My Love Letter to Writers: Dear Anxiety

I remember it well. As far back as my memory goes, I was a bit precocious. Seeking attention from those in authority and admiration from my peers, my hand shot up to be picked for reading assignments, chalkboard writing, and the coveted spoken parts in class presentations. I was quick with a flair for the dramatic.

And then it happened. A well known poem. An easy presentation. An entire school. I got the first line out. And then my brain stopped. All my friends, my enemies, teachers, and strangers staring up at me as I desperately searched my mind for the next line. After an interminable amount of time, a teacher slipped me a notecard with the poem on it…and as I bent to pick up the proffered life ring I knocked over the microphone stand…and my performing days were over.

For the next semester, kids in groups of twos and threes would join up chanting the poem at me in the lunch room and on the playground. Even after I brought back a trophy for the school as an orator, the teasing was brutal.

Over fifty years later, I still experience moments of anxiety and even terror when speaking to someone I don’t know or facing something I’ve never faced. And now, my life most certainly half over, it is the thought of my very mortality that awakens me in the night, or stops me in the middle of my day causing my heart to race and my hands to sweat. It is a sinister and ever-present companion.

Dear one, none of us is exempt from moments of fear and anxiety, and perhaps a bit of adrenalin now and then can serve well to let us know we are still alive. But if that feeling crawls its way up your spine and down to your hands, effectively paralyzing you every time you attempt to write sentence, know this: you are good enough.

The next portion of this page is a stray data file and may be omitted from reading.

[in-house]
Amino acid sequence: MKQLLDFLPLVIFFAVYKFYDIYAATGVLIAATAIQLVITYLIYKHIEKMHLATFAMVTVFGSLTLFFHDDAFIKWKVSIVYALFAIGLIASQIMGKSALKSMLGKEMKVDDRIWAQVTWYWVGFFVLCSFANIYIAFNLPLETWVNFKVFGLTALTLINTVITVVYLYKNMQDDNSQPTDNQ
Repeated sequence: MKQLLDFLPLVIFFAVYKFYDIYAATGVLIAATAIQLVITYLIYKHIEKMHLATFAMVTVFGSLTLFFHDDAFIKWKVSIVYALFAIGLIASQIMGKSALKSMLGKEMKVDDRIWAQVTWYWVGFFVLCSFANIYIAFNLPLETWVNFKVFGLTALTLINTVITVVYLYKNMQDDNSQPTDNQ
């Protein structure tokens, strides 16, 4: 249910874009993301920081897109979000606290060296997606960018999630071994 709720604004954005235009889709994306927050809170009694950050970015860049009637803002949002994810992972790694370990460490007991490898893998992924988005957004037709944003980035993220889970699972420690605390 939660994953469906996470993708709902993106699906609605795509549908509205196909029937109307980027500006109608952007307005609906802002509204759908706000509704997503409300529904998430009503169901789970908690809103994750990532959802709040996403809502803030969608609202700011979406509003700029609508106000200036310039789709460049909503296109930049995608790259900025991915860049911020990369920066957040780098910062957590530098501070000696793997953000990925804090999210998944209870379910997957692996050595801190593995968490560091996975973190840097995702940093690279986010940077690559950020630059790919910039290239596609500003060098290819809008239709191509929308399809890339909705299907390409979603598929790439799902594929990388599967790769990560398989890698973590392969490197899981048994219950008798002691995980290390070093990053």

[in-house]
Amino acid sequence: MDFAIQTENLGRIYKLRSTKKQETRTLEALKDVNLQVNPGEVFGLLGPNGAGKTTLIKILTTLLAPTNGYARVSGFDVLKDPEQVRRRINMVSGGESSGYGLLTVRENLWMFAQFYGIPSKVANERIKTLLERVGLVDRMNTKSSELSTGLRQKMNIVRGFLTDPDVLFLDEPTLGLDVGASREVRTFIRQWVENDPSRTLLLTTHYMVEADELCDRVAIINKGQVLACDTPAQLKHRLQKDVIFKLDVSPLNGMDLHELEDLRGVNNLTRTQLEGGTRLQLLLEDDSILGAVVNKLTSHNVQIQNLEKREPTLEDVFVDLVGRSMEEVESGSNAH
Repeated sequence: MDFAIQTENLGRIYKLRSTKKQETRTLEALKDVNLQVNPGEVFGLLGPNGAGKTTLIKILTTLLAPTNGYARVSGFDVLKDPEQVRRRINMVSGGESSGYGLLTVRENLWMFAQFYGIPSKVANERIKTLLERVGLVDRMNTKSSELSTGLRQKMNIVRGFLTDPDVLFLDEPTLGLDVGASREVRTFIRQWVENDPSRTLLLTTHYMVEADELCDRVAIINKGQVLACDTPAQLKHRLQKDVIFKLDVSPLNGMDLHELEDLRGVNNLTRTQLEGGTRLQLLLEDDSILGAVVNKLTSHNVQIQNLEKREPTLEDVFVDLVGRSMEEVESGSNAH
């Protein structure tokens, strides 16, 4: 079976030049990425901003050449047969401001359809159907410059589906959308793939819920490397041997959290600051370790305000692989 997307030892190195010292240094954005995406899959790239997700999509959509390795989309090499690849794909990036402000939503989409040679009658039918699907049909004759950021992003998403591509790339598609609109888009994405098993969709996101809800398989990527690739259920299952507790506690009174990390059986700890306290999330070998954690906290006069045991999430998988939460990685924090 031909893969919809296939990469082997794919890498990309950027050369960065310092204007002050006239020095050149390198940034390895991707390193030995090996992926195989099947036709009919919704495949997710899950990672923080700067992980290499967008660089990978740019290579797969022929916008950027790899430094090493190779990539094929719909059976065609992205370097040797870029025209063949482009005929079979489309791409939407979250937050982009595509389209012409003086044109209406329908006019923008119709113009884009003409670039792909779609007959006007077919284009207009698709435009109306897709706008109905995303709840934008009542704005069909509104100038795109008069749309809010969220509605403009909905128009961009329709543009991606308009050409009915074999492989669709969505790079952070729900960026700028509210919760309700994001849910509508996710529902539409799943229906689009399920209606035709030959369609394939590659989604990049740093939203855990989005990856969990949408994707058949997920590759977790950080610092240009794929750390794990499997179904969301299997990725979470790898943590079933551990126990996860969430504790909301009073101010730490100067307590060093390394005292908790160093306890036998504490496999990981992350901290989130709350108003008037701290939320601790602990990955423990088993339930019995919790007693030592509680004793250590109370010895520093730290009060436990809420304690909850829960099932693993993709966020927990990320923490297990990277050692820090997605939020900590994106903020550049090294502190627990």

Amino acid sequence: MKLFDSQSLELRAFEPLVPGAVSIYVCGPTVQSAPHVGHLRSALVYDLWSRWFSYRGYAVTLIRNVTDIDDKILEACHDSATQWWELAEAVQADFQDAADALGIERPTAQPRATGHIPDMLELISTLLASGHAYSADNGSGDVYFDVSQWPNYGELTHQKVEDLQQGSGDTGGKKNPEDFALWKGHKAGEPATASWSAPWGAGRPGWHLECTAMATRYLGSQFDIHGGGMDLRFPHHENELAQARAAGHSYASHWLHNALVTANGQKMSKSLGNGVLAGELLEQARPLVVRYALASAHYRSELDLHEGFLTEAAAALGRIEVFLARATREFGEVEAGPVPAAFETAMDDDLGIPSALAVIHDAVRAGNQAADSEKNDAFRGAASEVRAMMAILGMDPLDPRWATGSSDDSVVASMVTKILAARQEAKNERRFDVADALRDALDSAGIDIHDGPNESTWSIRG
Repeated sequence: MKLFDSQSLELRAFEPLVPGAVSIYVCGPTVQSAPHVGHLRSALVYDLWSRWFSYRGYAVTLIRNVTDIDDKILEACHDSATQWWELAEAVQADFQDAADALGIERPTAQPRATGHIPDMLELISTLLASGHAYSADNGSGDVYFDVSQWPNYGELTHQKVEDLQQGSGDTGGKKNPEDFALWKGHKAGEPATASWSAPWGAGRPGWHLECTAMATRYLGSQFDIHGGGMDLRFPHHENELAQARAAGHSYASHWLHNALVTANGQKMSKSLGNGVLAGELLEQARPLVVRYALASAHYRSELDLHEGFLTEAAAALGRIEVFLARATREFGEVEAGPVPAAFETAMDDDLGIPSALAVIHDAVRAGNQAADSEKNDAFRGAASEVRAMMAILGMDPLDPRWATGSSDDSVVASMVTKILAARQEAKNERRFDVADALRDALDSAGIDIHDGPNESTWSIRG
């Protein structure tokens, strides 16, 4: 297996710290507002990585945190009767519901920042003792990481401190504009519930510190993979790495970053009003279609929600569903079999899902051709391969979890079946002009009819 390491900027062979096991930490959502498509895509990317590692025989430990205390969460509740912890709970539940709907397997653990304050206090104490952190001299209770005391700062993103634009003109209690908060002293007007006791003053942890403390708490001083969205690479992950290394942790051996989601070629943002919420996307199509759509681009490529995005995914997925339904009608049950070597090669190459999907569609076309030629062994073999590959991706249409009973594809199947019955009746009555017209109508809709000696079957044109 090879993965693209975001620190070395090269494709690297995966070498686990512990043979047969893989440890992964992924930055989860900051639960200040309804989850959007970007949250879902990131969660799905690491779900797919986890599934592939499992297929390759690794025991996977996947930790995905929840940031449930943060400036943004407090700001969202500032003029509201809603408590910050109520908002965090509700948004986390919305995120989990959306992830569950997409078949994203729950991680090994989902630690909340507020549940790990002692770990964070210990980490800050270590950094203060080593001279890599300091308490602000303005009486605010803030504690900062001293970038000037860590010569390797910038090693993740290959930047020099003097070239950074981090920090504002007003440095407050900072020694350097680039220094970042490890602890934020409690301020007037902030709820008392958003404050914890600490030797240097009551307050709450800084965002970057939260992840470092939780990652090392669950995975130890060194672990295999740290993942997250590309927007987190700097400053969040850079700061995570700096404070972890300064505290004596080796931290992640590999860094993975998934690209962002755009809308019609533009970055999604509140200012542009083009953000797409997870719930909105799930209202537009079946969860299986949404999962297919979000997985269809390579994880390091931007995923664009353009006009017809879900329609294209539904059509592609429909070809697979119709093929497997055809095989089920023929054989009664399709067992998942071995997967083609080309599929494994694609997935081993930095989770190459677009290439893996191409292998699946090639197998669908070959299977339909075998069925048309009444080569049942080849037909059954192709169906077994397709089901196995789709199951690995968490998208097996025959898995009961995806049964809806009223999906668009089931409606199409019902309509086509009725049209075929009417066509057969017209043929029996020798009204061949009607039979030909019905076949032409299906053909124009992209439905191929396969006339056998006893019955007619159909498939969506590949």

Even if you fail. Even if you forget the words for a moment. Even if others speak harshly the voices of those who would say cruel things to you in your moment of embarrassment, those people do not matter. Don’t place your own worth in their hands. You are good enough.

You see, as a creative soul, and even more as a human, we are not perfect nor are we really expected to be. It’s okay if the rhyme is stilted or the picture off center. It is so much more important that you took the step to follow the call in your heart, the whispering dream at your core and create something. When you take your eyes off others and listen to your own heart—this is when you will again experience joy in your gift.

Should you eventually seek an audience again, then of course preparedness can prevent a lot of embarrassment, but it’s no guarantee that as you put your art out there it will be accepted and understood. If you’re focused on fame and fortune, you’re focused on the wrong thing anyway.

Your art is an extension of you, and just like you pick yourself up after physically tripping, brush yourself off and keep moving forward, when your creation doesn’t meet the expectations of others, remember that the expectations of others are theirs. Your art is you.

Allow yourself to take a chance on yourself and as you continue to create, the anxiety will abate. If you give in and let fear paralyze you it will only bring a legacy of regret. And regret is a soul crusher.

So pick up that pen again and write. Even if your hands shake, put one word down and then another and another until the page is full. Keep writing until your heart smiles. I promise you, you will not regret it.


Tammy Boehm, Associate Editor